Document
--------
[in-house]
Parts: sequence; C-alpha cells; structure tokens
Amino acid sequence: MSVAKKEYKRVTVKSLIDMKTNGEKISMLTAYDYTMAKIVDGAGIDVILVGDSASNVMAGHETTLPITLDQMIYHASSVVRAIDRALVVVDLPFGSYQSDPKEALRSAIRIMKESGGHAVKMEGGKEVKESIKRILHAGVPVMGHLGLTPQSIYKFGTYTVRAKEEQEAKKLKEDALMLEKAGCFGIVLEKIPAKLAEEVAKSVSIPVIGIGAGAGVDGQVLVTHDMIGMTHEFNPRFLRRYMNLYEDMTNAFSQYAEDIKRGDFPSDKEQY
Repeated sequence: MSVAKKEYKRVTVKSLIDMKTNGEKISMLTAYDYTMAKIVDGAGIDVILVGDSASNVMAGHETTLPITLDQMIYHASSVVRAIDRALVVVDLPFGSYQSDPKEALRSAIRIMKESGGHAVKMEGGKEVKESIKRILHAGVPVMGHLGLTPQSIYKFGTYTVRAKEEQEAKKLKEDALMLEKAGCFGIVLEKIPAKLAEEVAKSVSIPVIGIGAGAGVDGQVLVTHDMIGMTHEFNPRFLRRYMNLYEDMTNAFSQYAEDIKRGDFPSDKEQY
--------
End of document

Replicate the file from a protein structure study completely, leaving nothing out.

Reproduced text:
[in-house]
Parts: sequence; C-alpha cells; structure tokens
Amino acid sequence: MSVAKKEYKRVTVKSLIDMKTNGEKISMLTAYDYTMAKIVDGAGIDVILVGDSASNVMAGHETTLPITLDQMIYHASSVVRAIDRALVVVDLPFGSYQSDPKEALRSAIRIMKESGGHAVKMEGGKEVKESIKRILHAGVPVMGHLGLTPQSIYKFGTYTVRAKEEQEAKKLKEDALMLEKAGCFGIVLEKIPAKLAEEVAKSVSIPVIGIGAGAGVDGQVLVTHDMIGMTHEFNPRFLRRYMNLYEDMTNAFSQYAEDIKRGDFPSDKEQY
Repeated sequence: MSVAKKEYKRVTVKSLIDMKTNGEKISMLTAYDYTMAKIVDGAGIDVILVGDSASNVMAGHETTLPITLDQMIYHASSVVRAIDRALVVVDLPFGSYQSDPKEALRSAIRIMKESGGHAVKMEGGKEVKESIKRILHAGVPVMGHLGLTPQSIYKFGTYTVRAKEEQEAKKLKEDALMLEKAGCFGIVLEKIPAKLAEEVAKSVSIPVIGIGAGAGVDGQVLVTHDMIGMTHEFNPRFLRRYMNLYEDMTNAFSQYAEDIKRGDFPSDKEQY